Voluptuous Heavenly and poor-but-manly Dick are passionately in love, but Dick loves the river and his freedom more. Arthur the aesthete (and avatar for his young author) is obsessed with Heavenly, and is also (as her mother incessantly points out) the most eligible bachelor in town, but Heavenly senses Arthur has yet to discover his own seething passions. Librarian Hertha (an early version of Williams’ repetitive guilty portraits of his abandoned sister) provides Port Tyler’s only intellectual companionship for Arthur, but — in the play’s most bathetic conceit — she cannot hope to be a sexual partner, and is therefore doomed. As one might expect, this heaving expressionism goes riding off the rails in the play’s final scenes, but until then is filled with glorious Williams moments, occasions for the characters to go smashing into each other and filling the air with hot-blooded, baroque speeches, as this, early on, from the desperate Hertha:
Sometimes I wonder if anybody’s ever gone anyplace — or do we always just go back to where we started? — I guess there’s something significant about the fact that the world is round and all of the planets are round and all of them are going round and all of them are going round and round the sun!… You see I can’t get over the idea that it might be possible for somebody — sometime — somewhere — to follow a straight line upwards and get some place that nobody’s ever been yet!
In a scene that didn’t make the ART production but Isaac adds from manuscript drafts, Heavenly’s father makes explicit the natural symbolism the play everywhere implies. Heavenly is lamenting her romantic unhappiness, and asks why even lovers can’t keep from “fighting and torturing” each other. Oliver Critchfield (the play’s wise paternal counterpoint to the ruthless social ambition of Heavenly’s mother) sagely replies:
I guess those things are sort of natural phenomena. Like these spring storms we’ve been having. They do lots of damage. Bust the levees, wash out the bridges, destroy property and even kill people. What for? I don’t know. I s’pose they’re just the natural necessary parts of the changing season….
That’s the most explicit thematic statement in the drafts, and it’s useful to have it, although its baldness makes it understandable why Williams didn’t include it in his most final version. Interestingly, also missing from the ART production are a couple of instances of casual and one might think gratuitous old-Southern racism, although Isaac makes a good case that these moments were important to Williams’ sense of his characters: the lowliest thing these socially-drifting white folks can imagine is to be a “triflin’ nigger.” (Yet for good reasons as well as bad, it may well be impossible to play such moments in a 1999 theatre, and still maintain empathy for the characters.)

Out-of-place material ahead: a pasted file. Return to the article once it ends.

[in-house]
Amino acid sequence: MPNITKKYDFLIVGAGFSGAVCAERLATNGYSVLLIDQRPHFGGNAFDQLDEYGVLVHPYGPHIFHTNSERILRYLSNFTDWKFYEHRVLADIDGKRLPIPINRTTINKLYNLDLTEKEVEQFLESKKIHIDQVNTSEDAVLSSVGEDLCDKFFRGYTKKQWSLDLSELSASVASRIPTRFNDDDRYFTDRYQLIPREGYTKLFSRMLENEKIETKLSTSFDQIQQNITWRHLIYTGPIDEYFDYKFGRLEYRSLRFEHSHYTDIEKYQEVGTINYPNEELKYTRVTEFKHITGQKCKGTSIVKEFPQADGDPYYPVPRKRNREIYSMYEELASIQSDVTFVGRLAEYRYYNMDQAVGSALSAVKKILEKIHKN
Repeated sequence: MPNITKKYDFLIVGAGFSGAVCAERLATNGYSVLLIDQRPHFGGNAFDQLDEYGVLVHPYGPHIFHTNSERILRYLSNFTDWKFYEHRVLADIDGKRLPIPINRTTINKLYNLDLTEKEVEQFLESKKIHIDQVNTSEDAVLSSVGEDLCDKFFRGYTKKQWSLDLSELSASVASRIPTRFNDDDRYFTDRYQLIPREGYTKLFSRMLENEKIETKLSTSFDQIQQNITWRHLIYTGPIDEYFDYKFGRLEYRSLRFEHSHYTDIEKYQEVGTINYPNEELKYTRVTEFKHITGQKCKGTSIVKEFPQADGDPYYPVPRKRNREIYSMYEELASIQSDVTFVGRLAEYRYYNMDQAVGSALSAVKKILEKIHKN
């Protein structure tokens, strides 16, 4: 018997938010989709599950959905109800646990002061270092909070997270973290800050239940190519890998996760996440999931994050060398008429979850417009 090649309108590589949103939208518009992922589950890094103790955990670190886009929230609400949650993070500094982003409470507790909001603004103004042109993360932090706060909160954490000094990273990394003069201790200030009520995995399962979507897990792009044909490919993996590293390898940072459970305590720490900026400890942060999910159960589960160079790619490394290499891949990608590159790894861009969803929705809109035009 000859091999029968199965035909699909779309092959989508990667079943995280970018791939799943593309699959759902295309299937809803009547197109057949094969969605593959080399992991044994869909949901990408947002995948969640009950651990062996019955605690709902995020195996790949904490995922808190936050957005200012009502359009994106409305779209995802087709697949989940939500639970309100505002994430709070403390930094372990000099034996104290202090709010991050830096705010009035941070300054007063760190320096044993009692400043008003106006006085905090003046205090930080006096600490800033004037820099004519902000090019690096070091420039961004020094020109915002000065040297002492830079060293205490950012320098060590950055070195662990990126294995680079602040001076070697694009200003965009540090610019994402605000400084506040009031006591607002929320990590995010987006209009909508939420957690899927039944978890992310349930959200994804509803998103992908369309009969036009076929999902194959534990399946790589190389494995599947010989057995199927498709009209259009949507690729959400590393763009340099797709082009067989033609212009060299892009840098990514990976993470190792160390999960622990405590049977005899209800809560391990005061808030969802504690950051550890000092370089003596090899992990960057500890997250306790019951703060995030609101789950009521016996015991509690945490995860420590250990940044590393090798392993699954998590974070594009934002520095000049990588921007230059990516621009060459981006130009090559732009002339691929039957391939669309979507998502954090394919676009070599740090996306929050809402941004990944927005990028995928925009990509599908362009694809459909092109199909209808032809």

If the new ART’s first production remains a true measure, the company (a joint project of the University’s College of Fine Arts and producer Charles Duggan, of that unlikely but worthy theatrical juggernaut, Greater Tuna Productions) should soon join the Live Oak, Zachary Scott, Austin Musical Theatre, and a host of smaller companies in establishing a theatre community worthy of the city’s size and growing prominence. Although several of the borrowed Mississippi accents rang like over-miked bells in the first few scenes, Heavenly in particular was nicely rendered by a young New Yorker, Tertia Lynch. And Jared Reed was also engaging as the poetical but ineffectual Arthur Shannon (like his author, full of promise but uneasy in a coarse and snobbish community), with strong support from a cast of local and New York actors.
Would Spring Storm have been produced and published if it were a newly-discovered script by an unknown or unheralded playwright? Probably not — but the renewed interest in Williams’ work is real and well-deserved, even though it has come with the predictably rancorous and ranking academic and green-room bilge about just who is “America’s greatest playwright.” That’s not a question that needs answering; more to the point is maintaining a cultural and institutional context in which the next generation of young playwrights can find room to work and a viable tradition to work in. The Actors Repertory of Texas shows real promise of creating additional space for that to happen, and Spring Storm is an honorable and productive flower in that community garden.